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This article is taken from PN Review 161, Volume 31 Number 3, January - February 2005.

Black Mountain in England 1 Ian Brinton

In an interview with Robert Walker, published in Angel Exhaust 13, Roger Langley talks of the background to his writing with special relevance to the poem 'Matthew Glover':

I didn't start writing until I found out about American poetry. There was Donald Davie at Cambridge who talked about Pound. But Davie never talked about Olson. It was really Olson who convinced me that I might write something myself.

So that something like 'Matthew Glover' is a fairly naïve attempt to do a miniscule Olson in an English setting. I'm not sure that I even thought that as I did it, but it so obviously is now: with willow warblers instead of kingfishers and an open verse system, a field verse system, moving in open paragraphs... I used to respect so much that Olson remark about 'the dance of little syllables'... So I was trying to watch little syllables that weren't particularly onomatopoeic or imitative in any particular way at all back at that stage, and think primarily about 'areal subject matter' as Dorn would say.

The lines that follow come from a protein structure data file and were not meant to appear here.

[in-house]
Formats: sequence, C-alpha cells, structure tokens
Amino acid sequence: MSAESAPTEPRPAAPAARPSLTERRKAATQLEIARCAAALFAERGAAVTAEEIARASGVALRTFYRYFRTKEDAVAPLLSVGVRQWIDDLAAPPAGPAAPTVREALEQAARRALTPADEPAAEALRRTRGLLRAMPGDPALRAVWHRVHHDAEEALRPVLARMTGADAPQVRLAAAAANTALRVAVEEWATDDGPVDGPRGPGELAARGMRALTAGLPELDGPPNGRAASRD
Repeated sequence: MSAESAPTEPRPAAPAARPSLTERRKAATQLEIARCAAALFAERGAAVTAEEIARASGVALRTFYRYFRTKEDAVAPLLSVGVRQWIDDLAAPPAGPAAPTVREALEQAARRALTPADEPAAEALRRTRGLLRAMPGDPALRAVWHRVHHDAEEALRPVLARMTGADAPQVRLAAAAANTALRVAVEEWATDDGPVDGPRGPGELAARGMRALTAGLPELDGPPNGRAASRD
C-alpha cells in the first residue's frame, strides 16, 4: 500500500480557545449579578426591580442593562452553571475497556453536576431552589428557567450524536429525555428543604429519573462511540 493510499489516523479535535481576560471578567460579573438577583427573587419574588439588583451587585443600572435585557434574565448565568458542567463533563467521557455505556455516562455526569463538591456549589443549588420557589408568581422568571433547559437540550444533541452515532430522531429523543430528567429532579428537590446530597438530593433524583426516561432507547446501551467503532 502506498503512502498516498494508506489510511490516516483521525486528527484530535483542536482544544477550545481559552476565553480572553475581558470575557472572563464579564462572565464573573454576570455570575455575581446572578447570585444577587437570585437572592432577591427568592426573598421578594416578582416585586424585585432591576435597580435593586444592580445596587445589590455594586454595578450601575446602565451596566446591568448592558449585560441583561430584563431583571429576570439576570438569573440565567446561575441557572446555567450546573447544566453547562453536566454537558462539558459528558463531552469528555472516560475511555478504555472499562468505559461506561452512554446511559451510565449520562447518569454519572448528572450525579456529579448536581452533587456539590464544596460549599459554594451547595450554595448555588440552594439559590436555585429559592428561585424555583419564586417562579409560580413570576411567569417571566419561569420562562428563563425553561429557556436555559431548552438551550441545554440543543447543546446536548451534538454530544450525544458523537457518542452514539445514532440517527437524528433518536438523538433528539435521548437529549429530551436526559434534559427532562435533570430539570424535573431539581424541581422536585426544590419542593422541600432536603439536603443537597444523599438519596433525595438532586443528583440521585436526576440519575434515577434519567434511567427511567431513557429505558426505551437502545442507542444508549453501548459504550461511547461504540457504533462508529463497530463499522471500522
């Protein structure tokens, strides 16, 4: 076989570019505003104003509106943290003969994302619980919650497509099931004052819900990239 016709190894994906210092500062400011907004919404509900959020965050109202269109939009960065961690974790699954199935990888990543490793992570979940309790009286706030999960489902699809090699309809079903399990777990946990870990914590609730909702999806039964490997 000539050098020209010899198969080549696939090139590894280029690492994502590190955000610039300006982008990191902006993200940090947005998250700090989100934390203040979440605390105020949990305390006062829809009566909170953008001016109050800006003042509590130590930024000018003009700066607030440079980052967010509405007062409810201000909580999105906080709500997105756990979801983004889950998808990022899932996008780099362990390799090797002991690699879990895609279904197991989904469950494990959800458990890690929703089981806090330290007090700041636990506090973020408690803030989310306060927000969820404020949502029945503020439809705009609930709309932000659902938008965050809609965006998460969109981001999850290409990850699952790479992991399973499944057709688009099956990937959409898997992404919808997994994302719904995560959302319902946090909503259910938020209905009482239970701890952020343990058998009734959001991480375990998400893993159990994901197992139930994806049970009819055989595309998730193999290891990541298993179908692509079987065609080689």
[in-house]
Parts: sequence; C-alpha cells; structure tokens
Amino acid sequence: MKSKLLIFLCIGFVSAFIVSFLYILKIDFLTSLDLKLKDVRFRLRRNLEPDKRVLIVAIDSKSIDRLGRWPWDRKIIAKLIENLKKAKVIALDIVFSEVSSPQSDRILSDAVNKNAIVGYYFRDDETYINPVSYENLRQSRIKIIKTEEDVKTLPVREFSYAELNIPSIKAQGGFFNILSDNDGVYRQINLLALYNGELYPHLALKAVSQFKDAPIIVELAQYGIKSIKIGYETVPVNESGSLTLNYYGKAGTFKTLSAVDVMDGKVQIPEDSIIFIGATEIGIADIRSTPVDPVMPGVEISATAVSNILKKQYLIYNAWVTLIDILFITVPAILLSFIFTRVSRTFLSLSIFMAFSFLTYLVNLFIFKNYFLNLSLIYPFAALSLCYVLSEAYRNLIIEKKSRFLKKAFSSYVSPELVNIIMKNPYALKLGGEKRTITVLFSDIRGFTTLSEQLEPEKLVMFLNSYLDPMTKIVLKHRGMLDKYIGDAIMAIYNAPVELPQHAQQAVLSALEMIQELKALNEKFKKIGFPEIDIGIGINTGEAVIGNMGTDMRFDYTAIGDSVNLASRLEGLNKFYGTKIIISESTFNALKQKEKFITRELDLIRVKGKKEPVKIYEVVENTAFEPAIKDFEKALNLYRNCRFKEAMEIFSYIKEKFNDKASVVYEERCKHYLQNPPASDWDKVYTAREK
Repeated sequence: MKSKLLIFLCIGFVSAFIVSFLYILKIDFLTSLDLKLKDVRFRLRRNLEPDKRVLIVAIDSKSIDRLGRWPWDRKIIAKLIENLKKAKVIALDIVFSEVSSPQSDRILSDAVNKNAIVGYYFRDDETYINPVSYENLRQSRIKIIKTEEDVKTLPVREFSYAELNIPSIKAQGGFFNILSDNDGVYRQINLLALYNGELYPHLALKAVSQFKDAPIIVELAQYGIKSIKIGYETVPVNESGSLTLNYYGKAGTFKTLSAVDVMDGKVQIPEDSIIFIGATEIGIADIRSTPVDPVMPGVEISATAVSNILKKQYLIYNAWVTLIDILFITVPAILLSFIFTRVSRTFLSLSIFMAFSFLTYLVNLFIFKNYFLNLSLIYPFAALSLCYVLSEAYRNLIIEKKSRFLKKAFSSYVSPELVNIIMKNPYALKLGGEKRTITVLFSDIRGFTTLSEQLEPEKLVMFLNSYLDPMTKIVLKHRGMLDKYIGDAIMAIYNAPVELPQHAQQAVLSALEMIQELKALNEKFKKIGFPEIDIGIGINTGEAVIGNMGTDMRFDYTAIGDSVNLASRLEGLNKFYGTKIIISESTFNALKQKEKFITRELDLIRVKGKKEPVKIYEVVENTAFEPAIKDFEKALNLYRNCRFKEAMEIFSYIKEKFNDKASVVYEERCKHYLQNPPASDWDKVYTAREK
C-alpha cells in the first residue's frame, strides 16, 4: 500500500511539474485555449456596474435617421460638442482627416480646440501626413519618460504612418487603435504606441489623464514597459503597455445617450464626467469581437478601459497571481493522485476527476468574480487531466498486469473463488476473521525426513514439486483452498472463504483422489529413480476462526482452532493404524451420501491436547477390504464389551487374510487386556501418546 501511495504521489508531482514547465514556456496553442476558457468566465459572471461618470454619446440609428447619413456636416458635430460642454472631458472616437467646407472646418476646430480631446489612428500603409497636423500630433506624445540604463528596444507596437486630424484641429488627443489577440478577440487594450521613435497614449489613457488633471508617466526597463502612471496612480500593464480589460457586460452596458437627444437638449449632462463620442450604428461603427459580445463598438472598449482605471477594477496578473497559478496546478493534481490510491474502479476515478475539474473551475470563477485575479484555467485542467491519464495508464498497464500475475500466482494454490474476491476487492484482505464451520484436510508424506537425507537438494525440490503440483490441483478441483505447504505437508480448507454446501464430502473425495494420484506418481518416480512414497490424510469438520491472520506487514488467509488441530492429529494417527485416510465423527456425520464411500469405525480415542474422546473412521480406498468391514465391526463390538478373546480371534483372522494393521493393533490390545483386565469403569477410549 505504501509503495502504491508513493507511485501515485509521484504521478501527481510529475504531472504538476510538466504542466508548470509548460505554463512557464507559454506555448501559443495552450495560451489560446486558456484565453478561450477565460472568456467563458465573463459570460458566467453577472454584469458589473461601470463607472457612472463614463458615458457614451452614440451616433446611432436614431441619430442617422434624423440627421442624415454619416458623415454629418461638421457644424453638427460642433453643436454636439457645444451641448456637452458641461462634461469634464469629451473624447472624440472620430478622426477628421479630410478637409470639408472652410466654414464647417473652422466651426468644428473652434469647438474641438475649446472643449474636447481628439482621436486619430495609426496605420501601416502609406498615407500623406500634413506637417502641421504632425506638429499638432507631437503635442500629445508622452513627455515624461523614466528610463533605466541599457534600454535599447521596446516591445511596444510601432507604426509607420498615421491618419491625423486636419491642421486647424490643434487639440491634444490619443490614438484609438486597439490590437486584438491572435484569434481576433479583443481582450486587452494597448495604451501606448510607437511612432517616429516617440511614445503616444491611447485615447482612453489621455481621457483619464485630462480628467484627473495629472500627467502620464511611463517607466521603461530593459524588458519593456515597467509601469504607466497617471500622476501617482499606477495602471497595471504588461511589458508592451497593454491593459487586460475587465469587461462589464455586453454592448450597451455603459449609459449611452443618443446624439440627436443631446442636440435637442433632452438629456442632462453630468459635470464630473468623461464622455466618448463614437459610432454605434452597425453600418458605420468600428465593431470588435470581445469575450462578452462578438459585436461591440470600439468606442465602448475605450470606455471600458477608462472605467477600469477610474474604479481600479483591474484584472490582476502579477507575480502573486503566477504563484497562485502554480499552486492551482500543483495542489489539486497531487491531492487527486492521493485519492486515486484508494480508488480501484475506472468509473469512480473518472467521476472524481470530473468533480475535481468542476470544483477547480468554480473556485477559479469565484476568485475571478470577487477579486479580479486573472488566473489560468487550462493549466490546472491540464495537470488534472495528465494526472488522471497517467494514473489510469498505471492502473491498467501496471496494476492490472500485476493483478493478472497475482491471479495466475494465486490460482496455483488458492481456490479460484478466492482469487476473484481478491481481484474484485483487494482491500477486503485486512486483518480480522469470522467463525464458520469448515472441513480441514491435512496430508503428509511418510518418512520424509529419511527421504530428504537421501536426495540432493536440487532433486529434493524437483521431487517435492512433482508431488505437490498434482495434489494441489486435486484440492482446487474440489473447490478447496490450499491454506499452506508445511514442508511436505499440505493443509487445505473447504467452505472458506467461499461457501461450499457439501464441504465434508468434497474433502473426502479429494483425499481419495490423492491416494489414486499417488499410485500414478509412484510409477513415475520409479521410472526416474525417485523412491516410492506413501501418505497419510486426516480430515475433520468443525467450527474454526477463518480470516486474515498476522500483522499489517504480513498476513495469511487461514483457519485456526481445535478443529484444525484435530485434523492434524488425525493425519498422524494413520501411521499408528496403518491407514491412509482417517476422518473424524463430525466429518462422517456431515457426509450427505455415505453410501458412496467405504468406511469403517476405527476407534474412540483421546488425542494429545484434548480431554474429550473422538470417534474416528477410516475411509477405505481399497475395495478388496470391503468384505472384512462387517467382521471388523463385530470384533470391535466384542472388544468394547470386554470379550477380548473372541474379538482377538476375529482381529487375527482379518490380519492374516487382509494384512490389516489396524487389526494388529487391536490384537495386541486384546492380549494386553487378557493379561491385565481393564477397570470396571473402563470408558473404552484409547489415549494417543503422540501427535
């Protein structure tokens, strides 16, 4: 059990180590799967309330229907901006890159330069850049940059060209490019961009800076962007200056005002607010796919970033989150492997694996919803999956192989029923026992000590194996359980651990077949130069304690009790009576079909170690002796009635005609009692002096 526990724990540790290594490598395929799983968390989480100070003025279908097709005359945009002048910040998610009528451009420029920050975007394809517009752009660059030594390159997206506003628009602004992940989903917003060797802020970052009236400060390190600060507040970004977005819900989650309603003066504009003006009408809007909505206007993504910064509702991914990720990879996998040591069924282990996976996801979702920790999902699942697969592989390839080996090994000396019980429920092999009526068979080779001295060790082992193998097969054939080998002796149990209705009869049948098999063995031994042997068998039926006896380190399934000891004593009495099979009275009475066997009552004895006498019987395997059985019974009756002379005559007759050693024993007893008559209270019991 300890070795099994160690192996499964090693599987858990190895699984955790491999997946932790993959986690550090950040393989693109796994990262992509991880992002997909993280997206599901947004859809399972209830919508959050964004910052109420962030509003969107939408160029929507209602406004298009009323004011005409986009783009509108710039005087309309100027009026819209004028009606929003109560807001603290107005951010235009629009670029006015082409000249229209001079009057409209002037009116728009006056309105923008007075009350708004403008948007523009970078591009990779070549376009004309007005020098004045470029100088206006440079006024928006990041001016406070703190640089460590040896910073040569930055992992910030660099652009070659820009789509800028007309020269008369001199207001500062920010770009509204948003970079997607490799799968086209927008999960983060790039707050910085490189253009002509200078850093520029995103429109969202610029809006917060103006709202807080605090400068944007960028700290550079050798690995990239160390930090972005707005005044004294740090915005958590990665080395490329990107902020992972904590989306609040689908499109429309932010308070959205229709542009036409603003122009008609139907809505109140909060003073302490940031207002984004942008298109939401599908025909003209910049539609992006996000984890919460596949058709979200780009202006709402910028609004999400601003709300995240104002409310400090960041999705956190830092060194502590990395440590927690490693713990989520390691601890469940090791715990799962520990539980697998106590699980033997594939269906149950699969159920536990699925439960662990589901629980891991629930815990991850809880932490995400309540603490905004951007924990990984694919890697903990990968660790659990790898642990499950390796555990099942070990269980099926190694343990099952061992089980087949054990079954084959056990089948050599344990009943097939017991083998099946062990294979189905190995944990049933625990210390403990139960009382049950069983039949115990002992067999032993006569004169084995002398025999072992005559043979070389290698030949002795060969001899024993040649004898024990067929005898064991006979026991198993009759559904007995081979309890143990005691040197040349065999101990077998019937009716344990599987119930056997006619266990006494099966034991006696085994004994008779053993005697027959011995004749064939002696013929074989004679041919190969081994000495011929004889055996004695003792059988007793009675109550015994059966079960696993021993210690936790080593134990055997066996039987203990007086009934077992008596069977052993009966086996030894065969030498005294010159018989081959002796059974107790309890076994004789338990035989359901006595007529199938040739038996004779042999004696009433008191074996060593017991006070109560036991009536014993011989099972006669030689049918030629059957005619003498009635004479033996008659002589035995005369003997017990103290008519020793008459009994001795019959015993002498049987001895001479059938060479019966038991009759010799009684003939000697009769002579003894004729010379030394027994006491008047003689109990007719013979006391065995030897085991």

The reference to 'the dance of little syllables' comes from Olson's seminal essay, 'Projective Verse' (Poetry New York No. 3, 1950):

Let's start from the smallest particle of all, the syllable. It is the king and pin of versification, what rules and holds together the lines, the larger forms, of a poem... It is by their syllables that words juxtapose in beauty, by these ...


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